If you have "no place to go," come here!

In the garden: After moar rain. Moar thigmotropism!

Yeah, OK, flower, water drops. But anyhow:

(Part of me wants a whole bed of poppies, but I think I like a wildflower mix, with poppies included, that cycles through a whole season even better.)

The sun came out, so glint on the raspberries:

(The raspberries and the forsythia, that is. Missed the filbert. Damn!)

And more glint, from squash climbing up an oak tree, a volunteer that has only recently come to my attention:

At least I think that's an oak tree; aren't those oak leaves?

And here I have an actual practical question: If it is an oak tree, when I break out my shovel, is it worth moving? Right now, it's near the house, and at some point that's going to cause trouble. I have a horrible Norway maple I'd love to cut down, but it's near the power lines and so the city trims the limbs in an ugly way. So maybe cutting that down and replacing it with oak isn't sensible. If I wanted the oak to grow happily, where should I move it to? Or rather, since you don't know my patch of land intimately, what can I get away with? Exactly like the beneficial (and not malevolent) weeds, it makes sense to replant them for my own purposes.

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Average: 5 (1 vote)


nippersdad's picture
Submitted by nippersdad on

Not foolish at al!

II looked it up on Wikipedia and various other sites that I frequent and couldn't find a reference to one with red stems and undersides. Unfortunately, that was my best guess.

Although, Wiki said that there are like 370 different cultivars and mentions wildflower meadows. You may have gotten an unusual variant in your wildflower mixture. Your best bet would be to compare the flowers and leaves to online images. Is it stoloniferous? You know, stuff like that.

You just cannot beat having an example in front of you.

Submitted by lambert on

I'm not going to able to find an acorn, but I can take pictures of the underside of the leaf and whatever else would be helpful. From your description, I would have to think very carefully about placement....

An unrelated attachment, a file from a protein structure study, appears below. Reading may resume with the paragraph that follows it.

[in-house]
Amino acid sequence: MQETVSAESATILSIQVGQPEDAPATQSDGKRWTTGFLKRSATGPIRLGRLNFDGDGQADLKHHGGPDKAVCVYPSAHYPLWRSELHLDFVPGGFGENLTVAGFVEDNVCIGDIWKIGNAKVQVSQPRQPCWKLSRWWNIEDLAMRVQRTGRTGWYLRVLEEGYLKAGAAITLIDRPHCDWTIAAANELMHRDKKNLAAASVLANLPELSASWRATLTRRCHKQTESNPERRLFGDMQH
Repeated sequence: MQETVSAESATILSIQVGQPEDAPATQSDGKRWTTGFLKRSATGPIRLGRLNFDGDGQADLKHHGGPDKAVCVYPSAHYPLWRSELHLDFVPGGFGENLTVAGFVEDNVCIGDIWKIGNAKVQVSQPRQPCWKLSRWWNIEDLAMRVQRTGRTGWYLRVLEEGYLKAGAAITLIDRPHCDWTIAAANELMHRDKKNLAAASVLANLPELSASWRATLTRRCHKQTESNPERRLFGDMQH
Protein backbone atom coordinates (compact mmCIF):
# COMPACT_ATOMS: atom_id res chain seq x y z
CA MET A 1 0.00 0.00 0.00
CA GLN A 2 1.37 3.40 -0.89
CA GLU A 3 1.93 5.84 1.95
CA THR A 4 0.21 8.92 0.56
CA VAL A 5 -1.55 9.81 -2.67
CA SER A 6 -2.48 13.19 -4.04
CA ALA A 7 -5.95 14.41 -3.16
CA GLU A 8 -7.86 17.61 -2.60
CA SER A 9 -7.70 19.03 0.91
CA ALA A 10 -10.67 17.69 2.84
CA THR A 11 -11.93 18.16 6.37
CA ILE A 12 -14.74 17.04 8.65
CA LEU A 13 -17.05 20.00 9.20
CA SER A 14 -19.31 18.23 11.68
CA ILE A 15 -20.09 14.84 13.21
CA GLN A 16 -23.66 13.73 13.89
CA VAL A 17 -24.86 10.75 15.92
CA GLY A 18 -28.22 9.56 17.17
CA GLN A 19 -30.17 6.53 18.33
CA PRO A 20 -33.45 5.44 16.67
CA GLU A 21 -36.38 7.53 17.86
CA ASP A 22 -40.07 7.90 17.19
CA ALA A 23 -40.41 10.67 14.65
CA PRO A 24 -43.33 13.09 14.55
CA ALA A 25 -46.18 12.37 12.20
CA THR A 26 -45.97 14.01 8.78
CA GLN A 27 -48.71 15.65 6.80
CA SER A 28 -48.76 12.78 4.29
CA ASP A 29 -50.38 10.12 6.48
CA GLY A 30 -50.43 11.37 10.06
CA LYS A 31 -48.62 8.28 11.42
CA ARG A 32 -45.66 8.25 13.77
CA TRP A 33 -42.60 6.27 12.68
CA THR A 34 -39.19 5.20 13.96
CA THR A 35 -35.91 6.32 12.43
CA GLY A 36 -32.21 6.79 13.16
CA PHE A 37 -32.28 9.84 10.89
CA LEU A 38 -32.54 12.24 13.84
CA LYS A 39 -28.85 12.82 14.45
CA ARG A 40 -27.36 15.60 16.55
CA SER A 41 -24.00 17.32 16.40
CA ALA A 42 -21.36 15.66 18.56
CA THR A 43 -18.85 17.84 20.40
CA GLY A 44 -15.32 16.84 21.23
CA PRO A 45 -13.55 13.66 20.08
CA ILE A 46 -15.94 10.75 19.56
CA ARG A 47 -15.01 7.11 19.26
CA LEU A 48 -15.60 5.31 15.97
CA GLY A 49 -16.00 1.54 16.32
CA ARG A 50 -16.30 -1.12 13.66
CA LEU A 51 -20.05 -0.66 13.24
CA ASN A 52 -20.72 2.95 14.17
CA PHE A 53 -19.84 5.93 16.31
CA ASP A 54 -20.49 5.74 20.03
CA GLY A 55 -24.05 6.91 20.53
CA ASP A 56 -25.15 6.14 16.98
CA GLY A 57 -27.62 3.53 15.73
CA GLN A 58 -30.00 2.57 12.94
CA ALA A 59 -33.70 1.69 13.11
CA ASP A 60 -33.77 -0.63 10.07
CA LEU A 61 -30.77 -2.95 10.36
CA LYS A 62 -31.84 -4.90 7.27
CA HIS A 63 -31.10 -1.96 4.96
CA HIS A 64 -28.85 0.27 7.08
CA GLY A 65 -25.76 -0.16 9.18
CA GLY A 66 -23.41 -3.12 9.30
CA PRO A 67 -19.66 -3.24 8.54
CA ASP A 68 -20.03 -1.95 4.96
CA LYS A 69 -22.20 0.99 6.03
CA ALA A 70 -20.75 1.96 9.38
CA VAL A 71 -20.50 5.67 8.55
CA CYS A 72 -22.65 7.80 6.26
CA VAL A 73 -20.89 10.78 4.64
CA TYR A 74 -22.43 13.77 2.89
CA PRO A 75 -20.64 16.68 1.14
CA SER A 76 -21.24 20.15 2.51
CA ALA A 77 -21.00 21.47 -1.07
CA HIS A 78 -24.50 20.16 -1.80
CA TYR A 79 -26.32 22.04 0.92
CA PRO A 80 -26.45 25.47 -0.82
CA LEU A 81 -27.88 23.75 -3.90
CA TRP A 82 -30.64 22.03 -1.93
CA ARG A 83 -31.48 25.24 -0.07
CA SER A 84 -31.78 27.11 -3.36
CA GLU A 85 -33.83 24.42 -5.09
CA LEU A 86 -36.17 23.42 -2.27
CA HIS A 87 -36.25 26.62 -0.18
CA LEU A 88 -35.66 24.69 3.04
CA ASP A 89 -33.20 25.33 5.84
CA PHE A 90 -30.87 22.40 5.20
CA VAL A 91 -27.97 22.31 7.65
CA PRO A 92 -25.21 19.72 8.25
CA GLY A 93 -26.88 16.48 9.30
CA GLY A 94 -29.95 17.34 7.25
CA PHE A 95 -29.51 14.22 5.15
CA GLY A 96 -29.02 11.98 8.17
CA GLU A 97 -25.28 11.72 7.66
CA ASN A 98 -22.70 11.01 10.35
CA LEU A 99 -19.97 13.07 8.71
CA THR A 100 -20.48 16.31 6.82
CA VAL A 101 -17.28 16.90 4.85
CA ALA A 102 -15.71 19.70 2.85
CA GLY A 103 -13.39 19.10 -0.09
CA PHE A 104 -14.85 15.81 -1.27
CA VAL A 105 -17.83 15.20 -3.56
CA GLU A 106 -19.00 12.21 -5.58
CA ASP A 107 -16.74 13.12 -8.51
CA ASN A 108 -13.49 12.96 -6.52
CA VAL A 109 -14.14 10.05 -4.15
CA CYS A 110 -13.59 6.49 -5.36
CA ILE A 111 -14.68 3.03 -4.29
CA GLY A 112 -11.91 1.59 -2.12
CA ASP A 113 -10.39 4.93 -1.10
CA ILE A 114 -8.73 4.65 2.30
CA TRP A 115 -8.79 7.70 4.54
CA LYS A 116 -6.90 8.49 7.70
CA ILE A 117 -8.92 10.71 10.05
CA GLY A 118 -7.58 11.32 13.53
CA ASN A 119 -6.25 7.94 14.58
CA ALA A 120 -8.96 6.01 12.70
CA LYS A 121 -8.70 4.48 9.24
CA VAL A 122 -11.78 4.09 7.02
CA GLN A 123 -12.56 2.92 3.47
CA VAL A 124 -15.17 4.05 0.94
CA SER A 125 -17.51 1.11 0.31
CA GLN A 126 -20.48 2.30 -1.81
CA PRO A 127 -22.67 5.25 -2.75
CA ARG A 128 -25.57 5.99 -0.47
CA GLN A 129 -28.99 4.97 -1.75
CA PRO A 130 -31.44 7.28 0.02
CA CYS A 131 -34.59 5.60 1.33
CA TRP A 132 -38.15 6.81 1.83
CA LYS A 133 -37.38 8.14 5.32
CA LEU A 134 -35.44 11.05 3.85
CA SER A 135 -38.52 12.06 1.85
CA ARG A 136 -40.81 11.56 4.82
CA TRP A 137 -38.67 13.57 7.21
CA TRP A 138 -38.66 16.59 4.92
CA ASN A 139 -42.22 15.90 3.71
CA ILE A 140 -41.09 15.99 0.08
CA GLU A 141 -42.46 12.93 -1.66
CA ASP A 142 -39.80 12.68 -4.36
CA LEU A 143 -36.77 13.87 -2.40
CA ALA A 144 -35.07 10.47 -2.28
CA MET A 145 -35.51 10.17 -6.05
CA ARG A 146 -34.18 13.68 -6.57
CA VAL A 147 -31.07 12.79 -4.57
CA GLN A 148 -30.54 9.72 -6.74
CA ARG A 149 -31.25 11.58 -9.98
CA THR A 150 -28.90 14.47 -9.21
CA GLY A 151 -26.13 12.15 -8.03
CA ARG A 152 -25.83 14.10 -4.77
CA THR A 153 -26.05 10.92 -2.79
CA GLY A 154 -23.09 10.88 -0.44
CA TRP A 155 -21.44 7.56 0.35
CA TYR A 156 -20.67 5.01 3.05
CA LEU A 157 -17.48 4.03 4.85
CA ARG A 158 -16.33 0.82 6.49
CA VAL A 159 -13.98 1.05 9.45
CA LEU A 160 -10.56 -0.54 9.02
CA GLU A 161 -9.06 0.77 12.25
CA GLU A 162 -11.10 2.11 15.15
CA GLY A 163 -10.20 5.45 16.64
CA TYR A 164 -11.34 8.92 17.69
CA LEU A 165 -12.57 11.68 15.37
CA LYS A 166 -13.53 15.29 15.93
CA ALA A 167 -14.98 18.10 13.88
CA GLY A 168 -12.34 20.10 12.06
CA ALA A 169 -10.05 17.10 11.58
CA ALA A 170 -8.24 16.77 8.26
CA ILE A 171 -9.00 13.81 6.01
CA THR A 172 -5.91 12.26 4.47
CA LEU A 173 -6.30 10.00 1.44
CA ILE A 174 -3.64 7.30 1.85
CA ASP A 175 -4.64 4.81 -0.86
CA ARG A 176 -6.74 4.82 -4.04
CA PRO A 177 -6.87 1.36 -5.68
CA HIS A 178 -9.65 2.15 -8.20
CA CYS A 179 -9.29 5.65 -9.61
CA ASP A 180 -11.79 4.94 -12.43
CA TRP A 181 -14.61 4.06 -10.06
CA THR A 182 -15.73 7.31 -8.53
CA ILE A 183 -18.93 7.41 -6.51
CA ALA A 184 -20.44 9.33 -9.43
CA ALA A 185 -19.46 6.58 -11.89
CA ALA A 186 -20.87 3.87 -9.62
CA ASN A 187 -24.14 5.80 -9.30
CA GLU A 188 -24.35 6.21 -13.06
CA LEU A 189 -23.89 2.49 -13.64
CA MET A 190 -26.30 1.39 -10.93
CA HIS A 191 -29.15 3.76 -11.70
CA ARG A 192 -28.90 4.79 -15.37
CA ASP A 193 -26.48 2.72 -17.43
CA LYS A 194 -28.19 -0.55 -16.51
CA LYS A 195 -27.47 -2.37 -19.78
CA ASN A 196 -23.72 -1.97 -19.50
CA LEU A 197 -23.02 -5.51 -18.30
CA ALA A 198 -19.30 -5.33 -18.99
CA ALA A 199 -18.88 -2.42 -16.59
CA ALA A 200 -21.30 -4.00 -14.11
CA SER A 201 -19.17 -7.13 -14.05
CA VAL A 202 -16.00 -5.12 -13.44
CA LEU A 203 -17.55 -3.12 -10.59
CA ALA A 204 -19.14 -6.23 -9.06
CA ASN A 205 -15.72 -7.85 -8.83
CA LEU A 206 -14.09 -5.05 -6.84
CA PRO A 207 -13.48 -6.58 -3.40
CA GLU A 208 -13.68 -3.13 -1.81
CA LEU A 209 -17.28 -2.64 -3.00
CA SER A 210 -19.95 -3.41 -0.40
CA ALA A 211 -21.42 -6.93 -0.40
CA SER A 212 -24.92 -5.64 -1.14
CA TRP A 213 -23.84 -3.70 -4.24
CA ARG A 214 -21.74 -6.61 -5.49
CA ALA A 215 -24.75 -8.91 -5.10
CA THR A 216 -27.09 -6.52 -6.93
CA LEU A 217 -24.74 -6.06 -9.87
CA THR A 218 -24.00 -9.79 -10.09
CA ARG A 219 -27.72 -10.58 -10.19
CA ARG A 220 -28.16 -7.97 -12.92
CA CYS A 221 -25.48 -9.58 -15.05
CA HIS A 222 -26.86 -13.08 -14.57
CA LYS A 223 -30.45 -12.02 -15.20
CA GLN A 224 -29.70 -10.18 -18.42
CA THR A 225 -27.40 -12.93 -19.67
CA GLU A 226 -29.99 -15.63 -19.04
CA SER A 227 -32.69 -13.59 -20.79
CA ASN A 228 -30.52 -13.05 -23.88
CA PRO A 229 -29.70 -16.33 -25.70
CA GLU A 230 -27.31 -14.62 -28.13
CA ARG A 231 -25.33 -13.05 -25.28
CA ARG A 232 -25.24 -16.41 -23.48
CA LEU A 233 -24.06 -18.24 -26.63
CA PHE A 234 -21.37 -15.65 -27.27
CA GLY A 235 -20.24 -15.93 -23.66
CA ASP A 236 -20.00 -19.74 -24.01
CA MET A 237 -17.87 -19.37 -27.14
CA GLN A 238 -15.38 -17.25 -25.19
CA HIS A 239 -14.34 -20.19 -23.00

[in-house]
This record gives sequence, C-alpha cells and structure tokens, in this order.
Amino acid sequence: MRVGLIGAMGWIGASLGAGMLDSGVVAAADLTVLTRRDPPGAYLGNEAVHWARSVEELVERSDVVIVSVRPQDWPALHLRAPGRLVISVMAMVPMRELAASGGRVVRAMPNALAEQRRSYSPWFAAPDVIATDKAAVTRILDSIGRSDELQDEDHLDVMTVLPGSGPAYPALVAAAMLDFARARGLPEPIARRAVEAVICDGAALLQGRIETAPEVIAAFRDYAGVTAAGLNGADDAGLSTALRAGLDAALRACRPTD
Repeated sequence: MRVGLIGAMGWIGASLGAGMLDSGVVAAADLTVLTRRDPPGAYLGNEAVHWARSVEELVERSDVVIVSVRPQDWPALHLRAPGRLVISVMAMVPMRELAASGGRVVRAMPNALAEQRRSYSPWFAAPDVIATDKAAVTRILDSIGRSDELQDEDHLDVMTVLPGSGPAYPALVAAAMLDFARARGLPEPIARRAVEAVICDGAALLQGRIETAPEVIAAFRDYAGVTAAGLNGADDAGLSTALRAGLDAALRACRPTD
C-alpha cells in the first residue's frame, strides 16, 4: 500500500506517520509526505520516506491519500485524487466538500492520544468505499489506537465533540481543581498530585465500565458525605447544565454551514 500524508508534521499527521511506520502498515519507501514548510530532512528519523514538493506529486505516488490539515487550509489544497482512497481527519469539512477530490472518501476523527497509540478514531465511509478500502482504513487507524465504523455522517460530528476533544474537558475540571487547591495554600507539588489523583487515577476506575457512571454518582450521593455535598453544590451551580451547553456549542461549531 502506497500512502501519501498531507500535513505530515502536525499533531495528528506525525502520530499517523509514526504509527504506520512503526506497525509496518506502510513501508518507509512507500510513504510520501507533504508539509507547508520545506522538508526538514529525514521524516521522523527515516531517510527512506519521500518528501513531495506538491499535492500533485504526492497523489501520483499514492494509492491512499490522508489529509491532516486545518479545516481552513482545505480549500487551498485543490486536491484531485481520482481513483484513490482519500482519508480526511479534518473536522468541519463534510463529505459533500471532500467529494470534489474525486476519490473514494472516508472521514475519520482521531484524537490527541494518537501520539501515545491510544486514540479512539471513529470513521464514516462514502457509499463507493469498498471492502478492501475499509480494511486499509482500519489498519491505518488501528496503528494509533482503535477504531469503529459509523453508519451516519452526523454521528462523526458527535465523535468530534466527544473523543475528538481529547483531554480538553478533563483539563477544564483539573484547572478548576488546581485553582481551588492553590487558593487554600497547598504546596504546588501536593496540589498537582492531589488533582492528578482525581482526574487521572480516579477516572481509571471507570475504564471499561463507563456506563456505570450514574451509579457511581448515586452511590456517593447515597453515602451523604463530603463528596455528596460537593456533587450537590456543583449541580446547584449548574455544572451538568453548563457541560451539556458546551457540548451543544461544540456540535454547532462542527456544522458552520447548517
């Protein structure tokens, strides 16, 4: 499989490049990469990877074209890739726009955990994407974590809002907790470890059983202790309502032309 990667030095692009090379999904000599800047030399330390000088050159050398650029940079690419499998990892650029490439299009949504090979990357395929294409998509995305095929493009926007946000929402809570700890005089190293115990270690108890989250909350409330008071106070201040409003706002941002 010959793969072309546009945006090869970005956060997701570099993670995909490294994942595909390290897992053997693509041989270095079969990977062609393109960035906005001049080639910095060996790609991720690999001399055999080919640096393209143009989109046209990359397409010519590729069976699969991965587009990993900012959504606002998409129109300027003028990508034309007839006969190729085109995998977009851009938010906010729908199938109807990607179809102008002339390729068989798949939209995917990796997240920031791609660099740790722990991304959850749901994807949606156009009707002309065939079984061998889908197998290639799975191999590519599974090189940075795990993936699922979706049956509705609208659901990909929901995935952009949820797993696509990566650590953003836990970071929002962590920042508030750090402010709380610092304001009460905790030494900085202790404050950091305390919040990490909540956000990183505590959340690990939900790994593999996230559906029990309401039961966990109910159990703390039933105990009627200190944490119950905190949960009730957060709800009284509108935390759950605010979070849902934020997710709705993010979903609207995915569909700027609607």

nippersdad's picture
Submitted by nippersdad on

I am pretty sure that that is a red oak. I double checked in my "oak book" when I first posted. They are beautiful trees, especially when they are left to grow into their natural form. They get large enough that you might be able to trim it up and have the benefit of shading your house. That is what we did, we have a red oak that shades the eastern side of our house. Planting trees has done wonders for our heat and air bills, but it kind of screws up my eventual plans for solar panels on the roof.........I guess you can't have everything....But now I want a solar driveway!

Submitted by lambert on

Maybe I could cut down the Norway maple and put in the oak; that would save the roof in my lifetime, and by the time the oak was grown, who knows what the world would be like?

nippersdad's picture
Submitted by nippersdad on

Trees are the enemies of roofs? How so?

I planted our red oak about fifteen years ago and it is now about sixty feet tall; I think we may have found where the old outhouse was. They grow pretty fast if they are happy, so you may not have to wait for very long to enjoy the benefits of a good shade tree.

Submitted by lambert on

... because they are messy and drip water and snow and encourage stuff to grow by providing nutrients like twigs and leaves.

jo6pac's picture
Submitted by jo6pac on

What the hell is that?;)

nippersdad's picture
Submitted by nippersdad on

That looks like a red oak: Quercus Rubra. If that is the case, you are looking at something with the potential to max out at a hundred feet tall and around half that wide. It grows fast and is easy to transplant when young; no tap root to speak of.

They are great trees that can grow just about anywhere but need a lot of space to develop its' proper rounded form.